April 7, 2015

New urban renewal project seeks to revamp 57th Street

Marta Bakula / The Chicago Maroon

This article is accompanied by the first ever Common Interview. The Common Interview gets input from current students on topics raised by coverage that week. Check out student reactions to 57th street development here.

Recently, progress has been made in the ongoing effort to create a “Cultural Commerce Connection” on East 57th Street. The aim of this project would be to make the street’s stores and museums more accessible to visitors and Hyde Park locals.

Leslie Hairston, the alderman of Chicago’s Fifth Ward, describes one of the goals of the project as improving to the street’s landscape. “[W]e are looking to put up sustainable planters...  so that 57th Street can have identity of its own.”

An online survey recently released by the South East Chicago Commission polled Hyde Park residents on the changes they would like to see on 57th and what “identity” they wish to cultivate. The survey shows pictures of possible options for painted sidewalks, new lighting similar to that on the Midway Plaisance, and, as Hairston said, “sustainable planters.”

One of the most significant improvements will leave the street running both ways from Stony Island Ave to Lake Park. Currently, the street only runs east underneath the Metra tracks, and visitors driving west on 57th from Lake Shore Drive or the Museum of Science and Industry are confronted with a large “Do Not Enter” sign.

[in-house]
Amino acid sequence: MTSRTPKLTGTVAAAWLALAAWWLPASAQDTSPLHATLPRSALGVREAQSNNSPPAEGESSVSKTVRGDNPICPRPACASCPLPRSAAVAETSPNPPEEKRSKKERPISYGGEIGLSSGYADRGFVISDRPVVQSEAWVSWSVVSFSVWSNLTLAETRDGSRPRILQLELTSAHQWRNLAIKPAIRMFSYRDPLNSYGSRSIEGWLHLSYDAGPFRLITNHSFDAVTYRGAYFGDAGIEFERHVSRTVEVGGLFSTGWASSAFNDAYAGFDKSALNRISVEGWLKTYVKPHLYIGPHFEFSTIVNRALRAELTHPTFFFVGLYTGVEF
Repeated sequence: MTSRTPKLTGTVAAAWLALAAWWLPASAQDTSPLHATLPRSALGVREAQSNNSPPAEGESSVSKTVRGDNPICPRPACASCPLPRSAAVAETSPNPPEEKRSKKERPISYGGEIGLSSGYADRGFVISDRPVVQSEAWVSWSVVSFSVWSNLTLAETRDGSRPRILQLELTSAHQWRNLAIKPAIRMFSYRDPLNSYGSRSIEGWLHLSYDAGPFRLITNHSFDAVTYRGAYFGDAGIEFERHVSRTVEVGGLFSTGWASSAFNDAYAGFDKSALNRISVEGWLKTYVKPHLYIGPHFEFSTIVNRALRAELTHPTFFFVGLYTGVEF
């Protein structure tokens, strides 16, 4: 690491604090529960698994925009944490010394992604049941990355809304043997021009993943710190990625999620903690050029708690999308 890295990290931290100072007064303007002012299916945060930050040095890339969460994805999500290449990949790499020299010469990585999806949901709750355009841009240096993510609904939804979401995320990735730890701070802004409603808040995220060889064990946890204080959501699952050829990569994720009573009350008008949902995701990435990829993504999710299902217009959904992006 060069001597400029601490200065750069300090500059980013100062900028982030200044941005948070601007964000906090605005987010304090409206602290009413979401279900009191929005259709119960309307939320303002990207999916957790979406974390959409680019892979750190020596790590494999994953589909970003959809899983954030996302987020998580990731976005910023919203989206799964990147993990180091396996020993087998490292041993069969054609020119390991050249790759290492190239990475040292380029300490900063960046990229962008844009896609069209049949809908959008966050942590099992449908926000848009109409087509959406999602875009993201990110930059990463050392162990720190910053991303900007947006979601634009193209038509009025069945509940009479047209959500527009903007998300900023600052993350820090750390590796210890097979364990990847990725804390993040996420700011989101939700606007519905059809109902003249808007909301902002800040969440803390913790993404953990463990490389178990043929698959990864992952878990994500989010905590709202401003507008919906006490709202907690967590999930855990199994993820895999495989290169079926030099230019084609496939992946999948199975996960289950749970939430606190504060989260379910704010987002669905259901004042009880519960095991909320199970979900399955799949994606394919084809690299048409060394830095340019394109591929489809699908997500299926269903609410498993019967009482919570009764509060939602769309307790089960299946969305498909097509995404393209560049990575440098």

57th Street has been closed between Lake Park Ave and Stony Island Ave since the early 1960s. It was initially closed as a part of one the city’s many urban renewal programs. The aim then was to streamline traffic and help business. However, closing the street hurt local businesses, according to an article published by the Chicago Tribune in 1961.

Skip Hampton, a hair designer at 57th Street Hair Salon who has been working on 57th Street since 1984, thinks that running the street both ways would bring new clients to the salon and improve the businesses around the neighborhood.

Hampton said in an interview, “To get on 57th Street now you have to do a lot to get here—if they open it up, it will bring us more traffic. It will probably bring more business into the area, in terms of the museums, the restaurants, and the salons.”

Wallace Goode, director of the Hyde Park Chamber of Commerce, dislikes the sign. Goode said in an interview, “When you’re driving toward 57th Street and you see a big sign that says, ‘Do Not Enter,’ that’s definitely going to be bad for business.”

According to Goode, one aim of opening 57th would be to create a Cultural Corridor, “helping [to] market [local culture] to a broader audience.” This “Cultural Corridor” would link the Museum of Science and Industry on 57th and Lake Shore Drive to the Dusable Museum of African American History in Washington Park.